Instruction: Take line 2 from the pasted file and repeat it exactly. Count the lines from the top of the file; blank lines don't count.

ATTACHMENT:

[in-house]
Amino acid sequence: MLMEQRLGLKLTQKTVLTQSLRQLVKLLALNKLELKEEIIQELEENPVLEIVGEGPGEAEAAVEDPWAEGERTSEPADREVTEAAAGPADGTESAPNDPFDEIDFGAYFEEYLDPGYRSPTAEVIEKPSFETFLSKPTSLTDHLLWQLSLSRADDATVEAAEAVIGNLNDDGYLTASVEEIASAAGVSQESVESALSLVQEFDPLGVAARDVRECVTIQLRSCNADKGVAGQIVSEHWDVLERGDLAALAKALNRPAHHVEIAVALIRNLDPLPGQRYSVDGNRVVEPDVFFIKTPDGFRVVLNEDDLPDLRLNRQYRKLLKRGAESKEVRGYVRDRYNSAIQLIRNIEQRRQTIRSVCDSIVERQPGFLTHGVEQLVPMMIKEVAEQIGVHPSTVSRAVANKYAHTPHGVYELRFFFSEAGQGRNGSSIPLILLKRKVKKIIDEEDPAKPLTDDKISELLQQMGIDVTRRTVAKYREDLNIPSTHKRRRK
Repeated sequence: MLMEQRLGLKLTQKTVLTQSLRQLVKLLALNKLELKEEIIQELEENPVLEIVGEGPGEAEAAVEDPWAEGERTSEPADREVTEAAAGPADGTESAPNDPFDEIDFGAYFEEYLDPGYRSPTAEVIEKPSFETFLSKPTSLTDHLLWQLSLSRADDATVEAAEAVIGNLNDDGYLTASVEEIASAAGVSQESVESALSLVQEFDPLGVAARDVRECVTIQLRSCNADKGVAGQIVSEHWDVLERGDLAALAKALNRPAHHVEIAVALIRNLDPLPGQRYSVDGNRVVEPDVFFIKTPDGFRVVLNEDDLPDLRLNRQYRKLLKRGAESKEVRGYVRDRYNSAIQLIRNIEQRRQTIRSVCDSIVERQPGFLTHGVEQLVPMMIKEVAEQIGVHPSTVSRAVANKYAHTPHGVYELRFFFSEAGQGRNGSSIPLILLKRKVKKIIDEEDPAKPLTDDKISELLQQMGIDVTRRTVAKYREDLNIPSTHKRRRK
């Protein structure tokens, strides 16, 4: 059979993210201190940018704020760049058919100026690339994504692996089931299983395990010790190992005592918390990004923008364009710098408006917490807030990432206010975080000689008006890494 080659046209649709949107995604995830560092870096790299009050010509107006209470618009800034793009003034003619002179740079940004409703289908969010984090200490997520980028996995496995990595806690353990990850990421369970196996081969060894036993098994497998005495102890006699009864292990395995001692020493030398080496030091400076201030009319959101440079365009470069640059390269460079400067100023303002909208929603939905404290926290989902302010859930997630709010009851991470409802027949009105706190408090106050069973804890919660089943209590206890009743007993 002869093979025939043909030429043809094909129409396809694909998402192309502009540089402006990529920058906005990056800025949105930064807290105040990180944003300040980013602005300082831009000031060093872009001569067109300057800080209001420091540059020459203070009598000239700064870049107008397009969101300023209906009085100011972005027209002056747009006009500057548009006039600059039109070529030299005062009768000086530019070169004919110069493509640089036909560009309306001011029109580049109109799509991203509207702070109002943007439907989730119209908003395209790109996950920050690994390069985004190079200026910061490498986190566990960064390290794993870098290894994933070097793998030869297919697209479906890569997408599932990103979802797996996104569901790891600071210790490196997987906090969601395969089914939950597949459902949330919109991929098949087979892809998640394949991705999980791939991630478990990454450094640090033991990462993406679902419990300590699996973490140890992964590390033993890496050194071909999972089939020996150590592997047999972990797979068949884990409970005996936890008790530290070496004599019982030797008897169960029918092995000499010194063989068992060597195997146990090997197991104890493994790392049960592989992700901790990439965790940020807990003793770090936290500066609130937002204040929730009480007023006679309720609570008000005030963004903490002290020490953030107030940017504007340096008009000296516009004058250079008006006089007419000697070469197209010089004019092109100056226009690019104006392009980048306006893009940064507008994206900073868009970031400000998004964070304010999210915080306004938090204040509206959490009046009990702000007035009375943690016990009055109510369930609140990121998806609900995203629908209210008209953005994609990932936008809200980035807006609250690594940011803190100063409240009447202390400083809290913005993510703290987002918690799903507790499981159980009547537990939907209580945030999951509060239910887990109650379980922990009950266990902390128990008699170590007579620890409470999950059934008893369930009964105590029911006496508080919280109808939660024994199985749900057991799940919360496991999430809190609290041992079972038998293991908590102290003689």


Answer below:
Amino acid sequence: MLMEQRLGLKLTQKTVLTQSLRQLVKLLALNKLELKEEIIQELEENPVLEIVGEGPGEAEAAVEDPWAEGERTSEPADREVTEAAAGPADGTESAPNDPFDEIDFGAYFEEYLDPGYRSPTAEVIEKPSFETFLSKPTSLTDHLLWQLSLSRADDATVEAAEAVIGNLNDDGYLTASVEEIASAAGVSQESVESALSLVQEFDPLGVAARDVRECVTIQLRSCNADKGVAGQIVSEHWDVLERGDLAALAKALNRPAHHVEIAVALIRNLDPLPGQRYSVDGNRVVEPDVFFIKTPDGFRVVLNEDDLPDLRLNRQYRKLLKRGAESKEVRGYVRDRYNSAIQLIRNIEQRRQTIRSVCDSIVERQPGFLTHGVEQLVPMMIKEVAEQIGVHPSTVSRAVANKYAHTPHGVYELRFFFSEAGQGRNGSSIPLILLKRKVKKIIDEEDPAKPLTDDKISELLQQMGIDVTRRTVAKYREDLNIPSTHKRRRK